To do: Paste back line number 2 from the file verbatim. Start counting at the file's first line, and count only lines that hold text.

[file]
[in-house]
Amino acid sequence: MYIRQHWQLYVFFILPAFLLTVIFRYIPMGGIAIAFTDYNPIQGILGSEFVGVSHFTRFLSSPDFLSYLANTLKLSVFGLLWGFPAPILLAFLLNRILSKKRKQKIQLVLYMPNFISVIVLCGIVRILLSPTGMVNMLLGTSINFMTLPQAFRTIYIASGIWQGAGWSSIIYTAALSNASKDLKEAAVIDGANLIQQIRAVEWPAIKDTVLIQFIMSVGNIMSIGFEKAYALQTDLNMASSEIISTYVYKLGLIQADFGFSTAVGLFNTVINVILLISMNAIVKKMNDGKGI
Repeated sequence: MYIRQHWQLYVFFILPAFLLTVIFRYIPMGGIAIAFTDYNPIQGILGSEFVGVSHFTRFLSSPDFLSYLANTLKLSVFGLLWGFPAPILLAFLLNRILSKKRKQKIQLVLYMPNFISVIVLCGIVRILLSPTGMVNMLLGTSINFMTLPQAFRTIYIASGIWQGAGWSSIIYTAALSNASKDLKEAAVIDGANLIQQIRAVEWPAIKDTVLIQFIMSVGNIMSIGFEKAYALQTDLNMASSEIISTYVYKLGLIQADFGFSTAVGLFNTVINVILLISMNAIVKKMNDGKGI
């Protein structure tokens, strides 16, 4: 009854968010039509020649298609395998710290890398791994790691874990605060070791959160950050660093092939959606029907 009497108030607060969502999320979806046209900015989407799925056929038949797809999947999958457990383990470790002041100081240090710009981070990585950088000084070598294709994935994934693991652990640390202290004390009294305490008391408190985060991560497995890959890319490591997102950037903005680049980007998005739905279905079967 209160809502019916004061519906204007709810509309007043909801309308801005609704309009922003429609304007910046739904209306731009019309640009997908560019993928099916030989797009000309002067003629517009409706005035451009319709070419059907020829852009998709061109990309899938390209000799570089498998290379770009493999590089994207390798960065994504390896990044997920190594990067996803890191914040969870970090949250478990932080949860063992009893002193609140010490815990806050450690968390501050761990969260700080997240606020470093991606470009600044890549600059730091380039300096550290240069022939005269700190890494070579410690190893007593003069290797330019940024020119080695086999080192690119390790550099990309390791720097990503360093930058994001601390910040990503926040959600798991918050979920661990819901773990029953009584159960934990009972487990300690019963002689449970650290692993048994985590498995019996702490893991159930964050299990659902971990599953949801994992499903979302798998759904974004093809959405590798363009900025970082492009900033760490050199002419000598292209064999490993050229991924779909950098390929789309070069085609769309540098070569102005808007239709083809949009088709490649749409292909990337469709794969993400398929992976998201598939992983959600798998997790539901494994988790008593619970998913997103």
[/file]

Amino acid sequence: MYIRQHWQLYVFFILPAFLLTVIFRYIPMGGIAIAFTDYNPIQGILGSEFVGVSHFTRFLSSPDFLSYLANTLKLSVFGLLWGFPAPILLAFLLNRILSKKRKQKIQLVLYMPNFISVIVLCGIVRILLSPTGMVNMLLGTSINFMTLPQAFRTIYIASGIWQGAGWSSIIYTAALSNASKDLKEAAVIDGANLIQQIRAVEWPAIKDTVLIQFIMSVGNIMSIGFEKAYALQTDLNMASSEIISTYVYKLGLIQADFGFSTAVGLFNTVINVILLISMNAIVKKMNDGKGI